When Donald Trump calls on Hillary Clinton to shut down the Clinton Foundation, it could be taken as just the usual cut and thrust of presidential campaigning. But when the Boston Globe, hardly a conservative or Republican news organization, says Clinton must suspend donations if she wins the presidency, it's clear that the issue being raised is not partisan.
Clinton expects to become president in January, and her odds of attaining that office seem pretty high. So it matters who is contributing to a fund over which she and her closest family members exercise control, and from which she has built a second life for her family in politics.
It especially matters given how Clinton intermingled official State Department business with Clinton Foundation business during her time as secretary. It's not just that they shared employees, or that donors could expect perks such as being appointed to important positions for which they were unqualified.
Donors, American and foreign, got special treatment from Clinton's State Department. Emails from top Clinton aide Huma Abedin, obtained by Judicial Watch, show that Crown Prince Salman of Bahrain had been rebuffed by State when he sought a meeting with Clinton, but after going through the Clinton Foundation, to which he had steered more than $32 million, his meeting was set up almost instantly.
Or take Casey Wasserman, a sports entertainment executive who wanted to bring a British soccer team to America. One of the players couldn't get a visa because of a "criminal charge." Emails show that Wasserman's company couldn't get help from Sen. Barbara Boxer's office, so he went to the Clinton Foundation, to which he had given several million dollars. A request from a foundation executive was in Abedin's inbox within four hours. Redactions make it unclear whether the request was granted.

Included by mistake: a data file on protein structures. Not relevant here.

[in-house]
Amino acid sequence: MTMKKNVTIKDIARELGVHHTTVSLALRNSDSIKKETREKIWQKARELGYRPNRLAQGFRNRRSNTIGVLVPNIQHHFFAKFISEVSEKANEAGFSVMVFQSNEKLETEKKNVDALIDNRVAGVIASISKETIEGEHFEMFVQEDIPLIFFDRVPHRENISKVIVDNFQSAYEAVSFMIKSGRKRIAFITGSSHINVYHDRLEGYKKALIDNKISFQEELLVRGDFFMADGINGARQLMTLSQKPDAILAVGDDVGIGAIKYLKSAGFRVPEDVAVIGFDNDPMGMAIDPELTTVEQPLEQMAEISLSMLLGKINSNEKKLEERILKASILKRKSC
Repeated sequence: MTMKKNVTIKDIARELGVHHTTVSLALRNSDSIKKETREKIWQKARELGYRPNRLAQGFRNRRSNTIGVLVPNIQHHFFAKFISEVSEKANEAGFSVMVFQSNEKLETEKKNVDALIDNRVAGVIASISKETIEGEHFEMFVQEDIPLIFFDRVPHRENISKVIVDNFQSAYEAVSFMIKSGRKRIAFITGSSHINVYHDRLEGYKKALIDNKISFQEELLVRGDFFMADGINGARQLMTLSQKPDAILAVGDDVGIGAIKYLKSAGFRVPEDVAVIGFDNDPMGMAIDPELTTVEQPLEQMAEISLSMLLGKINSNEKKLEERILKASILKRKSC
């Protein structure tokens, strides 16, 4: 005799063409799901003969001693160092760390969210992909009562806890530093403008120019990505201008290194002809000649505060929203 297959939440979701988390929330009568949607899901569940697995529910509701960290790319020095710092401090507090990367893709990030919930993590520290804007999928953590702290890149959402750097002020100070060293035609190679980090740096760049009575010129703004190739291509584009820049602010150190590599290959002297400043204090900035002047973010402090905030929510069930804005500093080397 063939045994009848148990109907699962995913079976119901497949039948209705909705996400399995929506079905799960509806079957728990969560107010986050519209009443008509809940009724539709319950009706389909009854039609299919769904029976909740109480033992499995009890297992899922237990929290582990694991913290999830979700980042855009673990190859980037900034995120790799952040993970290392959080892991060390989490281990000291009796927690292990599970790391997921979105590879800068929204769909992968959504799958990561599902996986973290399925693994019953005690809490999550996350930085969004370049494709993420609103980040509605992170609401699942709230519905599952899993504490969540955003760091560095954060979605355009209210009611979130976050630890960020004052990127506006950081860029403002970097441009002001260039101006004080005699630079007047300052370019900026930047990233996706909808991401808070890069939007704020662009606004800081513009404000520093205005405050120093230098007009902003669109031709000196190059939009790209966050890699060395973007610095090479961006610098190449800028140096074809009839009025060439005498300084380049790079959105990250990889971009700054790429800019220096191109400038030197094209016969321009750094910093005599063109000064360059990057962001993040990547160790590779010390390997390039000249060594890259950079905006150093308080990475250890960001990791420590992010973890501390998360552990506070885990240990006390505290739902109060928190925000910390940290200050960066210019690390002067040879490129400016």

When Slim-Fast founder Daniel Abraham wanted face time with Clinton, a last minute request was good enough. He happened to be in Washington on May 4, 2009, so Abedin asked Clinton just before 5 p.m. if she could meet him that day or the next. Clinton's reply ("Will the plane wait if I can't get there before 7-8?") indicates that it wasn't a problem, even for someone as busy as she. It probably didn't hurt that Abraham had donated more than $5 million to the foundation.
The new emails reveal more than half a dozen instances in which foundation donors pulled special strings for access to government that ordinary citizens don't have. There are also cases, as we've noted before, when the State Department granted foundation donor requests about their foreign business interests or the sale of American mineral rights to foreigners.
Even if this isn't the straight quid pro quo that it seems to be, the tandem operation of government and Clinton's charity created a clear conflict of interest and the appearance of impropriety again and again during her time as secretary of state.
If that's how a Clinton State Department works, why would anyone expect a Clinton White House to operate differently? Even now, Clinton charities are leaving the door open to foreign donations.
Perhaps the Clinton Foundation has done some good work, but it is clearly dispensable. There are many donors willing to help those in need without the benefits of purchasing federal policy.
If Clinton wants to put this story to bed and avoid the appearance that her presidency is for sale, she should stop taking money, and put her foundation's remaining charitable works into the hands of other trustworthy nonprofit organizations.
When it's impossible to tell where a politician's official business stops and her private business begins, one can conclude that she has allowed them to intermingle far too much. This Clinton has done, whether through incompetence, venality or both. It is too much to hope that the thing she'll choose to shut down will be her political career. So instead, faute de mieux, it must be the foundation.